Toxicology reports confirmed that he had died of a drug overdose and that it was an accident. That probably is true because the reasoning of addicts becomes impaired when they abuse a drug or when they ingest a deadly mixture of narcotics. Chances are, Ledger might have lost consciousness before his death, and then his heart and other vital organs stopped working.
What a way to go.
What a waste.
And it is not just Ledger and Houston and other young talents who died before their time, but what about the other addicts suffering from Xanax addiction today? Chances are they are caught in the throes of their addiction and probably might not even be aware of how dangerous Xanax can be.
Long-Term Side Effects of Xanax
While Xanax is often used to help people with anxiety, the long-term side effects are horrible. Are these drugs worth a possible demise or are there other more life-affirming ways to deal with stress, including phobias and panic attacks?
We live in a society that often demands instant gratification and has no tolerance for discomfort. Instead of trying to find a more grounded way of dealing with anxiety, like yoga or therapy or taking an SSRI, as opposed to a Benzo, many people become easily addicted to drugs like Xanax without really understanding the drug’s true nature.
How to Help Someone Addicted to Xanax
Those addicted to Xanax probably need to get to a safe residential treatment facility that treats drug addiction. Before receiving inpatient care, detox will be provided. Medication-assisted treatment and therapy are offered to help addicts wean off the drug because it is not safe for them to undergo the process or go cold turkey. Xanax addicts are best served by going to a residential treatment facility that provides dual diagnosis support for co-occurring disorders like anxiety and depression.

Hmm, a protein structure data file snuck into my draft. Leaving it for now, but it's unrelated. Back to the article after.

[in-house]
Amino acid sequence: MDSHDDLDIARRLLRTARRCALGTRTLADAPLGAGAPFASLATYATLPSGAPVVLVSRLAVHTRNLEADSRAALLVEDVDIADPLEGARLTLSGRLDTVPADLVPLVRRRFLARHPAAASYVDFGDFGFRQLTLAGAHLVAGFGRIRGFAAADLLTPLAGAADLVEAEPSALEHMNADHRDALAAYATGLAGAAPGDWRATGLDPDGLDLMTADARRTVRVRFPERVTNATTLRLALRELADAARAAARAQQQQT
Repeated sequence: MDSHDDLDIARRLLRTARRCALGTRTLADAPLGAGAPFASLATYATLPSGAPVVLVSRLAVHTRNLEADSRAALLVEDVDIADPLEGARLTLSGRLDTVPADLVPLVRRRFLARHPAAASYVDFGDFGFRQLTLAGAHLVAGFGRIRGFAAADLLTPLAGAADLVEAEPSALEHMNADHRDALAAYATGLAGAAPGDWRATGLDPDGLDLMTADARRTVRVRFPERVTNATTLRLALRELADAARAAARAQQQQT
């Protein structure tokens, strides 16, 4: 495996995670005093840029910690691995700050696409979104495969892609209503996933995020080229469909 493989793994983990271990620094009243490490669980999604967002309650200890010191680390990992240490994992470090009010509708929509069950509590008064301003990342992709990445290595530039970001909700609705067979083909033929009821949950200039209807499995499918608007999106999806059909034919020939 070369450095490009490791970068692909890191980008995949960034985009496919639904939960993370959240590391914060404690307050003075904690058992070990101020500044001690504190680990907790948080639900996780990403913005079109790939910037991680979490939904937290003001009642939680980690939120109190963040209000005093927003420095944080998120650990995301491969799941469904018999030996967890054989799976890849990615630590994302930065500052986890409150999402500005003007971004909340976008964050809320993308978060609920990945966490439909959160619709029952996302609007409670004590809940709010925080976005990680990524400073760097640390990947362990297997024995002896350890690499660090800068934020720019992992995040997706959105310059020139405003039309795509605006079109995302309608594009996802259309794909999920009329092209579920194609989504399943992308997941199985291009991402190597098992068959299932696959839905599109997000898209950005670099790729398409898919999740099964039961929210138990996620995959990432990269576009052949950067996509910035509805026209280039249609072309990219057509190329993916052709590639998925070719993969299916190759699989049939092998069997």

By dealing with the root of the problem, which is probably the anxiety, these recovering addicts can heal from the damaging effects of their drug addiction and find healthier ways to deal with the stress that got them hooked in the first place.
In the end, taking Xanax is really not worth it.
There are other, healthier ways to deal with anxiety.
If you are suffering from the dangers of Xanax, please call Cycles of Change Recovery Services for help.